The same thing was said about Area bombing during WWII. It made Germans angry at first and steeled their resolve. Then, eventually, it demoralized them. Then it made even some of the more ardent nazis realize how futile the war effort was. Then we won.
I disagree. While there may be some reason to believe that strategic bombing hurt German morale (and even that is highly controversial), its pretty clear that, had the same resources gone into tactical bombing or even artillery, the war would have ended earlier, and Allied lives would have been saved. There's an oft quoted statistic that more British airmen lost their lives dropping bombs on occupied Europe, than Germans died having bombs dropped on them by the Brits.
Likewise, regardless of whether buldozing homes steels Palestinian morale or lowers it, its clearly not the most effective use of limited Israeli resources.
You can disagree all you want, and the only people its controversial to are people who weren't in Germany. Read any memoir of the war written by a German who fought at that time and you will hear the same sentiment expressed. Both Speers and Geobells diaries admit this fact as well. It only becomes controversial when people are trying to disavow how effective it was.
As for the casualties, the British are the ones who engaged in area bombing (at night) while the Americans attemtped precision bombing (by day). The Americans suffered far higher casualties than the British. Many senior American officers considered the area bombing of civilian structures barbaric and justified their higher casualties on that basis.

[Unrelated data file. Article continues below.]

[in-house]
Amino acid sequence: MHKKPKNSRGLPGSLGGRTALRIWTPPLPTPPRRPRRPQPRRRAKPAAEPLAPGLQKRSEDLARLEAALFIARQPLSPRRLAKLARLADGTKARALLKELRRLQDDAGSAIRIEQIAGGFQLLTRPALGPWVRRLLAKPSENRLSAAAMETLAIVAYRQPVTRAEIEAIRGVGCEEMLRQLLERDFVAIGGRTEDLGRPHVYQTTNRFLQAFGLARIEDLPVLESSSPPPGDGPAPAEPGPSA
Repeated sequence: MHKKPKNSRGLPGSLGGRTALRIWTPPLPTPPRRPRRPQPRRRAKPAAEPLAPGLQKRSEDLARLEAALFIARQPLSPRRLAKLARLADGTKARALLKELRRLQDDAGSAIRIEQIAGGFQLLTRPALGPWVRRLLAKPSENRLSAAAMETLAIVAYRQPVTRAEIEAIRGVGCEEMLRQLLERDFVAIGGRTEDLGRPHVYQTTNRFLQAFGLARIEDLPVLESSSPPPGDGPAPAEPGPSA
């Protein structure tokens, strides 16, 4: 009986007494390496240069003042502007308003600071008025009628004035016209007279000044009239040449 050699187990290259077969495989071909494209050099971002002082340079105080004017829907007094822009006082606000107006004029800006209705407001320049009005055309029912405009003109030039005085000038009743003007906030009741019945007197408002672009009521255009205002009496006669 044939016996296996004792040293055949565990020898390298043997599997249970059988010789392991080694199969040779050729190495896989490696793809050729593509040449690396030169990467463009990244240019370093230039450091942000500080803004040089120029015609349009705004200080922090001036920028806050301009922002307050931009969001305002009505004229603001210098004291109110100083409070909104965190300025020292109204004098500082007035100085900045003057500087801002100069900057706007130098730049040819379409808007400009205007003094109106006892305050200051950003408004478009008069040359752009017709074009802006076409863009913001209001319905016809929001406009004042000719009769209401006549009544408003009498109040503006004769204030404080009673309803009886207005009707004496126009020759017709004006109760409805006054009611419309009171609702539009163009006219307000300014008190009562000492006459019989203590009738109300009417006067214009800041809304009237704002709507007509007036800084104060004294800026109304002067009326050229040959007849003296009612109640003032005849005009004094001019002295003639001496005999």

Speer, who was in charge of Germany's industrial production moved most of it underground, and by late '44 Germany's industrial output actually tripled, in spite of two years of daylight bombing campaigns against military targets. What Speer could not do was protect German workers. He describes the severe effect that the loss of their homes had on his workers mentally and physically. It also demoralized the troops at the front, and great pains were taken to keep the extent of the damage at home from them.
In addition to demoralizing German workers and soldiers, bombing their homes affected the productivity of the workers themselves, depriving them of, among other things, sleep and peace of mind. That, according to Speer, did more to harm German industrial productivity than the bombing of the factories did.
posted on 08/06/2002 4:10:05 PM PDT
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